That said, looking to the season ahead we have every reason to be hopeful and optimistic to put the disappointment of last season behind us, by looking no further than the attacking trinity of Özil, Aubameyang and Lacazette. Auba scored 10 and assisted 4 goals in 13 games, to give us a glance of what a special player he is. Lacazette in his first season, that went under the radar, scored 17 and assisted 5 goals in all competitions. Those are not numbers to scoff at. With the majestic Özil to provide the service we know he can, they have the potential to form quite a formidable partnership that can really terrorize PL defenses.
To think some twitters on twatter had the nerve to say Unai inherited an “awful squad” that would take “few windows to fix”? Ha! I’m so looking forward to be entertained.
To everybody watching the game from wherever… time to mark out the technical area as hopes and dreams are waiting to be consummated over the next nine months.
@LaboGoon
74 Comments

A Pod In A Blog

As I cant be bothered writing a load of rubbish about all things Arsenal, I’ve talked a load of rubbish instead.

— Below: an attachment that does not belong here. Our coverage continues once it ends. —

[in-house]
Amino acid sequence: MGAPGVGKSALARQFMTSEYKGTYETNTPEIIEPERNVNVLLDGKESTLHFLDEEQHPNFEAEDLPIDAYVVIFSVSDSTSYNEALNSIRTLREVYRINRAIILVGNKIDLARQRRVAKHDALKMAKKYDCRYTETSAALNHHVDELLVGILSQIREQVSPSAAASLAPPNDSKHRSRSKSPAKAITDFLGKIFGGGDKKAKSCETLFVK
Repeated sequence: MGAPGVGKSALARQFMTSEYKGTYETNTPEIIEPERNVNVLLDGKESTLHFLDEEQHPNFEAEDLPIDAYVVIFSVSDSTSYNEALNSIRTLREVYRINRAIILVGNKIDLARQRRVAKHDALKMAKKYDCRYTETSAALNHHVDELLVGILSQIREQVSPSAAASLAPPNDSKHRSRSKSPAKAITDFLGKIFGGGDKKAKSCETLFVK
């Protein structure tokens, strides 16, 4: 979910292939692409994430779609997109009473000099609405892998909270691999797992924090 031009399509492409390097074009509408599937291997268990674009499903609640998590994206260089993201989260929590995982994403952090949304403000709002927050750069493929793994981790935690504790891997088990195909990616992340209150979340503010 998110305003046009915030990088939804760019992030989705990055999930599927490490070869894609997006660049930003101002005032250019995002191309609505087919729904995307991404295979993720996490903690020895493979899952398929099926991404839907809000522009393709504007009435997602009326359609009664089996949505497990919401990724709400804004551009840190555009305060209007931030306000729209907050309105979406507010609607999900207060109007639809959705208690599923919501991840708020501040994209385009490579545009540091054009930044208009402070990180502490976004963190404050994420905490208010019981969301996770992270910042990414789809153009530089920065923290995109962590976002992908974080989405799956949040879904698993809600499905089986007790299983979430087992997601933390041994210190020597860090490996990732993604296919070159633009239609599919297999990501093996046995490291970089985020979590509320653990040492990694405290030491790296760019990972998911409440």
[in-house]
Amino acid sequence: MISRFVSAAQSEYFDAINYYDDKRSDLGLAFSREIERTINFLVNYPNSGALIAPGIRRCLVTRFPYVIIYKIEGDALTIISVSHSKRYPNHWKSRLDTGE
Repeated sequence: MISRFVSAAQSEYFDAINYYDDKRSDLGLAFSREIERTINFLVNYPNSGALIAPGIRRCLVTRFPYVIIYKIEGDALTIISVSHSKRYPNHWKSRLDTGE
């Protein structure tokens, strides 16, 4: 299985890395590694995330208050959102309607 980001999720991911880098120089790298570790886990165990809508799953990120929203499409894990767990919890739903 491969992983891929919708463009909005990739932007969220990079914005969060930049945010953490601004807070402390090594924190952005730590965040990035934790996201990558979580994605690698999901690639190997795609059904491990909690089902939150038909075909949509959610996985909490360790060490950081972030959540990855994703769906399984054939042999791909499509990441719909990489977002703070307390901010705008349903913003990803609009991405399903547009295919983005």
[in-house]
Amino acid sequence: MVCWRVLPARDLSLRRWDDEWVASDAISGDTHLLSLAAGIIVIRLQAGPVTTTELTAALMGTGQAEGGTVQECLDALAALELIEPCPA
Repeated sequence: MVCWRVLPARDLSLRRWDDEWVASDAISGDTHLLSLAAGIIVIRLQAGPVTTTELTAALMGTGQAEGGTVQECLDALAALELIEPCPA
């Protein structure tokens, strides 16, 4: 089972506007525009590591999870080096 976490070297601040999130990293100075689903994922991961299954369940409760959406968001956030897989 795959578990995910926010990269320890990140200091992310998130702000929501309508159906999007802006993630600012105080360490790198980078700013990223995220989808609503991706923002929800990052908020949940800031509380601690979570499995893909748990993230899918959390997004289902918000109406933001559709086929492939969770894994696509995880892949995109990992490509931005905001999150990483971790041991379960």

141 Comments

Do We Have A Clue Who Starts vs City ?

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A guest post from Seebs

 

Well the new season is only a few days away and the real stuff is truly upon us. Arsene has really gone and the new breed are bedding in. I’m not totally sure there are more differences than matches in the way things are set up now, of course apart from the set up which has evolved over the last couple of seasons and is now totally different if you know what I mean.

The preseason has ended, and the season starts with us, as are most other clubs, still looking like we are in preseason, its all very strange. We certainly look like we need another four games to gel the starting eleven as these half a half games really don’t give you a good idea of how the team will perform over ninety minutes and against sides that will perform over ninety minutes, the whole thing is one big anomaly.

Would anyone have said Unai’s reign would start with Ainsley as the only sure-fire starter in the whole squad? I know there are other players probably with their name already on the first team sheet, however, the strength of the squad that has been build up over the last few seasons  is such we really have different players for every position and again those players could interchange depending on the system we decide to adopt.